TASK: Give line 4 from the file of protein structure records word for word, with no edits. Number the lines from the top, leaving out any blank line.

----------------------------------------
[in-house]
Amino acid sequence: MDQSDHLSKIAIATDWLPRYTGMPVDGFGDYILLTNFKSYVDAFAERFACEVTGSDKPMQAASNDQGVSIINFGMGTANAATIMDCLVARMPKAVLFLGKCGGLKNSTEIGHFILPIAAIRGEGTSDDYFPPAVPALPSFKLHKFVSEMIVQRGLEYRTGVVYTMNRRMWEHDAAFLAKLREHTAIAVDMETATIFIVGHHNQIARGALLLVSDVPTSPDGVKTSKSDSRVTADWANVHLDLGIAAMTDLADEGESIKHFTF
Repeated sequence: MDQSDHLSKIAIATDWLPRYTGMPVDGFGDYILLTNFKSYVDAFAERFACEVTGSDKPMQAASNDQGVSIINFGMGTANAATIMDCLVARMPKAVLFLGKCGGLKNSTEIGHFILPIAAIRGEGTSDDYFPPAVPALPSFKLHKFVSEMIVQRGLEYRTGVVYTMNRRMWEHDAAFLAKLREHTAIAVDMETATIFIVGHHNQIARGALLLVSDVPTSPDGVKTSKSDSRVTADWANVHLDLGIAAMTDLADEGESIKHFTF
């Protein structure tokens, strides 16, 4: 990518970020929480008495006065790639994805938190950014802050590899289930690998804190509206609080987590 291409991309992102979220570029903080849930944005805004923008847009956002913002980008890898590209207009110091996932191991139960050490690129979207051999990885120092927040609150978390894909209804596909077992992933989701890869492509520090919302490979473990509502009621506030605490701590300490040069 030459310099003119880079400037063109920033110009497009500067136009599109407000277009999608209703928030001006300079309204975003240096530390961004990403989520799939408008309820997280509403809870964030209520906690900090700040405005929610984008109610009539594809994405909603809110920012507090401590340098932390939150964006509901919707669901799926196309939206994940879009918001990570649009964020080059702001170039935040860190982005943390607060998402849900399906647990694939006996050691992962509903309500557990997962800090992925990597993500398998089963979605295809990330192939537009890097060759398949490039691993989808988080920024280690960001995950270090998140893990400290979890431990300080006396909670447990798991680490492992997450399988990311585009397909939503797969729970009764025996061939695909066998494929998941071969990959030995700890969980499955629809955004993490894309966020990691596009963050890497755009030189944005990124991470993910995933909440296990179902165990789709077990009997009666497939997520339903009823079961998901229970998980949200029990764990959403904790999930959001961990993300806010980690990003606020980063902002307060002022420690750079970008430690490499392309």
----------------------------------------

């Protein structure tokens, strides 16, 4: 990518970020929480008495006065790639994805938190950014802050590899289930690998804190509206609080987590 291409991309992102979220570029903080849930944005805004923008847009956002913002980008890898590209207009110091996932191991139960050490690129979207051999990885120092927040609150978390894909209804596909077992992933989701890869492509520090919302490979473990509502009621506030605490701590300490040069 030459310099003119880079400037063109920033110009497009500067136009599109407000277009999608209703928030001006300079309204975003240096530390961004990403989520799939408008309820997280509403809870964030209520906690900090700040405005929610984008109610009539594809994405909603809110920012507090401590340098932390939150964006509901919707669901799926196309939206994940879009918001990570649009964020080059702001170039935040860190982005943390607060998402849900399906647990694939006996050691992962509903309500557990997962800090992925990597993500398998089963979605295809990330192939537009890097060759398949490039691993989808988080920024280690960001995950270090998140893990400290979890431990300080006396909670447990798991680490492992997450399988990311585009397909939503797969729970009764025996061939695909066998494929998941071969990959030995700890969980499955629809955004993490894309966020990691596009963050890497755009030189944005990124991470993910995933909440296990179902165990789709077990009997009666497939997520339903009823079961998901229970998980949200029990764990959403904790999930959001961990993300806010980690990003606020980063902002307060002022420690750079970008430690490499392309």